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US Secretary of State Blinken Poised to Finally Make His China Trip

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US Secretary of State Blinken Poised to Finally Make His China Trip

Over four months after a previously planned trip was canceled due to “balloon-gate,” Antony Blinken is reportedly heading to Beijing.

US Secretary of State Blinken Poised to Finally Make His China Trip
Credit: U.S. State Department photo

U.S. Secretary of State Antony Blinken is reportedly heading to China later this week, over four months after a previously planned trip was canceled following the appearance of a Chinese surveillance balloon over the continental United States.

According to the Associated Press, “U.S. officials say Blinken expects to be in Beijing on June 18 for meetings with senior Chinese officials, including with Foreign Minister Qin Gang and possibly President Xi Jinping.”

Blinken was originally supposed to make his first visit to Beijing in February 2022. Media reporting at the time pegged the trip to start on February 5, although it was never officially confirmed by the U.S. and Chinese governments.

The “balloon-gate” scandal burst into public view just days before Blinken was supposed to depart for China. Americans in Montana started reporting sighting of an unusual aerial object, causing questions. Late on February 2, the Pentagon held press conference identifying the object as “a high-altitude surveillance balloon” from China.

The next day, the United States announced that Blinken’s trip had been called off. Given the “clear violation of our sovereignty as well as international law” posed by the incident, “the conditions are not right at this moment for Secretary Blinken to travel to China,” a senior State Department official said.

Meanwhile, China responded with incandescent fury after the United States shot down the balloon over the Atlantic Ocean, accusing Washington of “overreaction and a serious violation of the spirit of international law and international practice.”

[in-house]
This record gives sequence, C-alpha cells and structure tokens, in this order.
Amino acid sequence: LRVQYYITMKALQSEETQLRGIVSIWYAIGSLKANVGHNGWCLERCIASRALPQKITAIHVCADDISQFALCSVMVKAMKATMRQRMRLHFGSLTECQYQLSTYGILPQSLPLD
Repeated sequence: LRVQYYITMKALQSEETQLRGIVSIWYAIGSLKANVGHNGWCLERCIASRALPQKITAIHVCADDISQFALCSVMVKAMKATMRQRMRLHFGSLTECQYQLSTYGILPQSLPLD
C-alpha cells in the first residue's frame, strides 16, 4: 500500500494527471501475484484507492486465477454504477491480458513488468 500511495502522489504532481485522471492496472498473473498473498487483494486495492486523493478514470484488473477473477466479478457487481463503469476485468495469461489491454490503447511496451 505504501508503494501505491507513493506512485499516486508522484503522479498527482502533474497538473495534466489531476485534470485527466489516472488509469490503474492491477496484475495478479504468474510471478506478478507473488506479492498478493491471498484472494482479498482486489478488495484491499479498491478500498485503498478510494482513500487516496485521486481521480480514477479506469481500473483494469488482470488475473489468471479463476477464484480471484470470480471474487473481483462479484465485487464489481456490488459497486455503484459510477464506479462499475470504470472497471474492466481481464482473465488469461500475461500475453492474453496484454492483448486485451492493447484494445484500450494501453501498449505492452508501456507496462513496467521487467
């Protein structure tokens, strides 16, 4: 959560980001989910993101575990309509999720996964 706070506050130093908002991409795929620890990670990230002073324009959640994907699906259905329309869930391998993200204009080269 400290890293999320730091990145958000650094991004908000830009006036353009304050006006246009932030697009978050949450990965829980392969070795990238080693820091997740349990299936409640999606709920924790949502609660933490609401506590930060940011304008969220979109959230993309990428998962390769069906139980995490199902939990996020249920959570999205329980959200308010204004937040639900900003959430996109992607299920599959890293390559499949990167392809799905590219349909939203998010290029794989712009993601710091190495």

For months afterward, China-U.S. diplomacy ground to a halt, aside from a testy exchange between Blinken and China’s top diplomat, Wang Yi, on the sidelines of the Munich Security Conference in February. But there was a breakthrough in May, when Wang met with U.S. National Security Advisor Jake Sullivan over the course of two days in Vienna, Austria. The United States described the talks as “candid, substantive, and constructive,” while China said they were “candid, in-depth, substantive, and constructive.”

Two weeks later, China’s new ambassador to the United States – seasoned diplomat Xie Feng, who has been specializing on the U.S. for his entire career – arrived in Washington, pledging “to enhance China-U.S. exchanges and cooperation.”

At the end of May, China’s Commerce Minister Wang Wentao visited the United States, meeting with U.S. Commerce Secretary Gina Raimondo and U.S. Trade Representative Katherine Tai.

Most recently, U.S. Assistant Secretary of State for East Asian and Pacific Affairs Daniel Kritenbrink visited Beijing on June 5, meeting with Vice Foreign Minister Ma Zhaoxu.

After all of the recent engagements, U.S. readouts repeated, like a mantra, the need to “maintain open lines of communication,” signaling the importance the Biden administration places on high-level dialogue with China.

Notably, however, the diplomatic thaw unfolding at the moment does not extend to the security sphere. U.S. Defense Secretary Lloyd Austin was rebuffed in his request to meet with Chinese Defense Minister Li Shangfu while both were attending the Shangri-La Dialogue in Singapore in early June. Around the same time, the U.S. publicized video clips of a Chinese naval vessel cutting dangerously close to a U.S. warship transiting the Taiwan Strait.

Still, it appears that the relationship has improved enough for Blinken to finally make his long-delayed trip to China, well over two years after assuming office. But nothing has been officially announced yet, allowing both governments plausible deniability if something goes wrong. That’s what happened last time.

As I noted back in February: “On February 3, in the last regular press conference before Blinken’s reported arrival, [Foreign Ministry spokesperson] Mao [Ning] was asked three times about the trip. Each time, she responded with some variation of “I have nothing to offer at the moment.” When Washington announced the trip had been called off, China’s Foreign Ministry rather testily pointed out that “neither side has ever announced that there would be a visit.”

Less than week before the reported date for Blinken’s trip, once again all we have are anonymous leaks – notably only from the U.S. side, thus far. There has yet to be official confirmation from the U.S. State Department or Chinese Foreign Ministry. Indeed, on June 12, when spokesperson Wang Wenbin was asked about the reported Blinken trip less than a week away, he responded, “I have nothing to share.”